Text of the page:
Call a constructor or allocate an object in-place

Since I joined Dell, my main field of research and work has somewhat changed. Now I am mostly working with C++ and file-systems. This world is not entirely new to me, but apparently I have a lot of stuff to learn.

Today I’d like to talk about one nice trick that I learned few days ago.

When working with large software systems, memory management becomes an imperative. In C, you can easily allocate a large chunk of memory and allocate structure right on that buffer. This is by far more difficult in C++, because compiler has to call consturctor.

Apparently, you can, in a way, directly call object’s constructor . I.e. you can allocate an object, on specified memory region, without actually allocating this region.

This is how you do it.

char* s = new char[1024];

SomeClass* p = new (s) SomeClass;

First new operator just allocates 1024 bytes. This is good old allocation as we know it. Note the special syntax of the second new operator. It allocates the new object on memory specified in brackets. Basically, this calls SomeClass’s constructor using s as storage.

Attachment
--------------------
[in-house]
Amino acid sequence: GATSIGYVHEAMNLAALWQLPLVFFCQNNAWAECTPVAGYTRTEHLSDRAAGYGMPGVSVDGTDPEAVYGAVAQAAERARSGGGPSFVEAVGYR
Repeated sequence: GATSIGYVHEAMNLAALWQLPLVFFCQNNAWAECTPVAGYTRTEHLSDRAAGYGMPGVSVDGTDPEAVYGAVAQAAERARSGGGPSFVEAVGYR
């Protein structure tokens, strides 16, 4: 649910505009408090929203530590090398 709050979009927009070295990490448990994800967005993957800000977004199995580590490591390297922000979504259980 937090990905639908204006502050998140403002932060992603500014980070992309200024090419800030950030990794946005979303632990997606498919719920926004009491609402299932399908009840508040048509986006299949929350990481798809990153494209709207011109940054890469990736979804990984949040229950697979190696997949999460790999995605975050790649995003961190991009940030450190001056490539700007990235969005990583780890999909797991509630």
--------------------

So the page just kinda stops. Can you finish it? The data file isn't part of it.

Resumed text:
One thing that I don’t know how to do is how to call destructor on the object – i.e. how to delete an object in place.

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7 Comments

  1. Alon says:

    To destroy an object created with a placement new, you explicitly call the object destructor, this is the only time when you are actually allowed to do that

  2. @Alon
    Cool. Exactly the bit I was missing. Thanks.

  3. Hander says:

    Hi Alex!

    Can you provide a more detailed example of this kind of allocation? I’ve found it very interesting, but i cannot see it’s use for…

    Thanks!
    Hander

  4. If you are really digging into c++, there are some great resources.

    The C++ faq lite has information on placement new and other core language features:
    http://www.parashift.com/c++-faq-lite/dtors.html#faq-11.10

    Scott Meyer’s Effective C++/Stl books are very good, and have similar information, but maybe better written.

    Josuttis’ book The C++ Standard Library is a must read for applications programming. If you are in kernel space, you may not be able to use the standard library though.

    Finally, the newsgroup comp.lang.c++.moderated is the very best place to ask questions. There tend to be a lot of language lawyers on that newsgroup who can answer even obscure questions, as long as you explain yourself clearly and provide example code.

  5. @Brendan Miller
    Thanks. I am familiar with most of these resources, but this is still very useful.

  6. @Hander
    One of the reasons is to ease memory management. It is much easier to allocate large pools of memory and then allocate objects on the pool.

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